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[15] sun looked down gloomy red in the sky, while the dust raised by the mass of men floated to the clouds.

Listen! the fight has commenced down at Antietam bridge, where Toombs lies with his Georgians. The Yankees have commenced to shell their front, which, we all know, is but a prelude to the deadlier charge of infantry.

The shells begin to sail over us as we lay close behind the fence, shrieking its wild song, a canzonet of carnage and death. These missiles howled like demons, and made us cower in the smallest possible space, and wish we had each a little red cap in the fairy tale, which, by putting on our heads, would make us invisible. But what is that infernal noise that makes the bravest duck their heads? That is a ‘Hotchkiss’ shell. Thank goodness, it bursted far in the rear. It is no more destructive than some other projectile, but there is a great deal in mere sound to work on men's fears, and the moral effect of the Hotchkiss is powerful.

The tremendous scream of this shell is caused by a ragged edge of lead which is left on the missile as it leaves the gun. In favorable positions of light the phenomenon can sometimes be seen as you stand directly behind the gun of the clinging of the air to the ball. The missile seems to gather up the atmosphere and carry it along, as our globe carries its air through space. Men are frequently killed by the wind of a cannon ball. There is a law of Nature which causes the atmosphere to cling to the earth, or which presses upon it with a force on the surface of fifteen pounds to the square inch. Does the same law pertain to cannon balls in their flight?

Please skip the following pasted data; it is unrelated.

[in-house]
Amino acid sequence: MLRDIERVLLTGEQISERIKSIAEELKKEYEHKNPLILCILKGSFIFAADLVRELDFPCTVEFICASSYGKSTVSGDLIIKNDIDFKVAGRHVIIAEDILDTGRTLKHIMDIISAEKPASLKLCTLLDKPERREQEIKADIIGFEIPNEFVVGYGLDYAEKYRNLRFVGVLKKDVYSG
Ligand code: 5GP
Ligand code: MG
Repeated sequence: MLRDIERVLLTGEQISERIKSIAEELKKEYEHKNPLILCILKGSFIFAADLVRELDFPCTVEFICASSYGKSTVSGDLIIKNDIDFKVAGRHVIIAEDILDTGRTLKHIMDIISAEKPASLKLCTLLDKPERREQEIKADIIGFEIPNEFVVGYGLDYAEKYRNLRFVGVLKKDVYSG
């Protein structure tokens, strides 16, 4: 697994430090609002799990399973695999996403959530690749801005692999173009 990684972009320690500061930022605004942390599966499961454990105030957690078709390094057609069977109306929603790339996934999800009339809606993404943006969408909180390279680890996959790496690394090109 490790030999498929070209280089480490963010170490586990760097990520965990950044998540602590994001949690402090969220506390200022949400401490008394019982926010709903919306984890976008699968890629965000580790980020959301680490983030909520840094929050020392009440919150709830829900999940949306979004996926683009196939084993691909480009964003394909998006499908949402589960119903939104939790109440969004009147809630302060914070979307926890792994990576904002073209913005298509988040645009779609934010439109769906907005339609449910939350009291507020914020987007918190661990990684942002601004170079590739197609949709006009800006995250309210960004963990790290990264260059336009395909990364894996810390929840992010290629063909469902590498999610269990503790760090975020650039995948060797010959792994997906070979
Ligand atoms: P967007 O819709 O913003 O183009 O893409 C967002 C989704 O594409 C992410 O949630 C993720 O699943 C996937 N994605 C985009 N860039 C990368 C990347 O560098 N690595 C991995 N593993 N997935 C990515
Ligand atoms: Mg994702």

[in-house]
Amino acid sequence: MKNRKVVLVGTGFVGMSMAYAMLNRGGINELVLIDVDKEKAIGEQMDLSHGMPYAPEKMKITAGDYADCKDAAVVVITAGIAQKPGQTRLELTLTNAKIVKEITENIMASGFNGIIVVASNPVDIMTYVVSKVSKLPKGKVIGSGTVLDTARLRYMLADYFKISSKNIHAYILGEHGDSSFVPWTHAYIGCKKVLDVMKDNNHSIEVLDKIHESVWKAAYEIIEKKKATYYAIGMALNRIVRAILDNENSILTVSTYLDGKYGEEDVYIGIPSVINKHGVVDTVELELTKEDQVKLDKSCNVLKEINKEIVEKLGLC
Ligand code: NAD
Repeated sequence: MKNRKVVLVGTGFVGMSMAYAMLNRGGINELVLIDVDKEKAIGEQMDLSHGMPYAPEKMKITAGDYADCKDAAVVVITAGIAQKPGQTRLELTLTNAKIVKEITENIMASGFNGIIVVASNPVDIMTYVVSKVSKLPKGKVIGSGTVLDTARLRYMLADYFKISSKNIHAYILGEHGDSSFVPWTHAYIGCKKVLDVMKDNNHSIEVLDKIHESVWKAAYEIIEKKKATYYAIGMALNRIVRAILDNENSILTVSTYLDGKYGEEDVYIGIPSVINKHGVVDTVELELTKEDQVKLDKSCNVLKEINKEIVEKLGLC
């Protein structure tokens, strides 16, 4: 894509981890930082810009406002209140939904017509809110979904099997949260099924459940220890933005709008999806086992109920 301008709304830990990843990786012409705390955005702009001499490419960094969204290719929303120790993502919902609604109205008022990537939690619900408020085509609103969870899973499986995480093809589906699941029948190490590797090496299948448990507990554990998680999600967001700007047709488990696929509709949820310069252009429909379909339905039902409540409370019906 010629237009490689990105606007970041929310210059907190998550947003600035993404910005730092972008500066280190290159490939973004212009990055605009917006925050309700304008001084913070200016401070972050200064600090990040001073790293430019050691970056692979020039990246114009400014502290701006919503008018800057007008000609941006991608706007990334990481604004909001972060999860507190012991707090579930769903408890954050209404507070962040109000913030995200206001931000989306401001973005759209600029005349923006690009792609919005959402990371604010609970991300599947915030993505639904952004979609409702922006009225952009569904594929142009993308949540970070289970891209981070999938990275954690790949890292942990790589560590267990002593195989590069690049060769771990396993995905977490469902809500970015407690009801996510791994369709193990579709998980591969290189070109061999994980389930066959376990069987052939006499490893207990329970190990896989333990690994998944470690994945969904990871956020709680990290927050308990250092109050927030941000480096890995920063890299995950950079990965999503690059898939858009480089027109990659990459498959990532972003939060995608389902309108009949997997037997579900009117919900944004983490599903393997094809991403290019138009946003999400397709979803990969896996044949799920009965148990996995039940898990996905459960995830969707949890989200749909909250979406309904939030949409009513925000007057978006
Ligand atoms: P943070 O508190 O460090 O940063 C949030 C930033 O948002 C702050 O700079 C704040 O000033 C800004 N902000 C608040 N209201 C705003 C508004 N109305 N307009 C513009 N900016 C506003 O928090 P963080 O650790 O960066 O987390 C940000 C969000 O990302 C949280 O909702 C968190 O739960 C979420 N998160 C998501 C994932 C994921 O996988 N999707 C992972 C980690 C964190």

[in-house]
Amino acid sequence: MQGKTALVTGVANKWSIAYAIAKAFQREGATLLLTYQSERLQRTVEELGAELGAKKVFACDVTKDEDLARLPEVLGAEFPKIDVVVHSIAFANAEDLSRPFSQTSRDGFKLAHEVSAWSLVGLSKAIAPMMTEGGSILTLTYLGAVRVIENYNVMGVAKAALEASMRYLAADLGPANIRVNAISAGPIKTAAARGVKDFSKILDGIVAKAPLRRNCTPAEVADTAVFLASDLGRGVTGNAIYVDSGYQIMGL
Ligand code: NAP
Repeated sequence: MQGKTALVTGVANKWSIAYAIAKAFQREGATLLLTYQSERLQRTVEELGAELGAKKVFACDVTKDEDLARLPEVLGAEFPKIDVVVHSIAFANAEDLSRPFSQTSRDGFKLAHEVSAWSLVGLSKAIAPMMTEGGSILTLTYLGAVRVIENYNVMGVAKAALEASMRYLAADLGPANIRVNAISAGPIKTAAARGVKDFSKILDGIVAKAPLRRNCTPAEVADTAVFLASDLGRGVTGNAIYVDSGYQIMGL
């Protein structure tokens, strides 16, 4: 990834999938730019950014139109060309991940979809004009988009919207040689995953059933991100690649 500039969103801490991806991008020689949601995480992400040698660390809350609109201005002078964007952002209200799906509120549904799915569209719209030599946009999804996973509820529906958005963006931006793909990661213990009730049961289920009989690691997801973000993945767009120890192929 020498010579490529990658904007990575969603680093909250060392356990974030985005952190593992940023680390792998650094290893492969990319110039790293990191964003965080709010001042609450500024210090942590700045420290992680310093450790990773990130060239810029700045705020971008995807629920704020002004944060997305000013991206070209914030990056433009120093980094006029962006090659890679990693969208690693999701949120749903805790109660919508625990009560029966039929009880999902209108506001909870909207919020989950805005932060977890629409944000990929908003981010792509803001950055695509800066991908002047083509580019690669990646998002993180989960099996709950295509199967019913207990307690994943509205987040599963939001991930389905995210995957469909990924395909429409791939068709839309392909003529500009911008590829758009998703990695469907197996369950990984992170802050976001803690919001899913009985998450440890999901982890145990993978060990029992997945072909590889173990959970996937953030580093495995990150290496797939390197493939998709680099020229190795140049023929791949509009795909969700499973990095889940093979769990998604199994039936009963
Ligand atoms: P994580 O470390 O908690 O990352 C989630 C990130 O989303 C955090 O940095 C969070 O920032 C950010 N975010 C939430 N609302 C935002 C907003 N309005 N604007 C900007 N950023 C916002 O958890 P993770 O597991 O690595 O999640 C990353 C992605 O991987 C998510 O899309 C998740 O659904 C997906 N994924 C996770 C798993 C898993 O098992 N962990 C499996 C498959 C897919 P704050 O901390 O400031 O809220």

The enemy are silent, but it is the calm that is but a prefix to a hurricane. It comes suddenly and the musketry at the bridge breaks out fiercely; it rises and swells into a full compass: there is sharp work going on. In about an hour Toombs's brigade came rushing back, its lines broken, but its spirit and morale all right. It retreated to the village and was reformed and held in reserve to us.

We made ready and expected to see the victorious Yankees following hard upon the heels of the retreating Rebels, but to our astonishment an hour or two of absolute inaction followed; no advance nor demonstrations were made in our front, but on the left the battle was raging as fiercely as ever. What could it mean, we asked each other, but none could solve the question.

At last towards evening their shelling was renewed. A battery supporting the first brigade replied to it. Soon came the singing of the minnies overhead. There is a peculiar tuneful pitch in the flight

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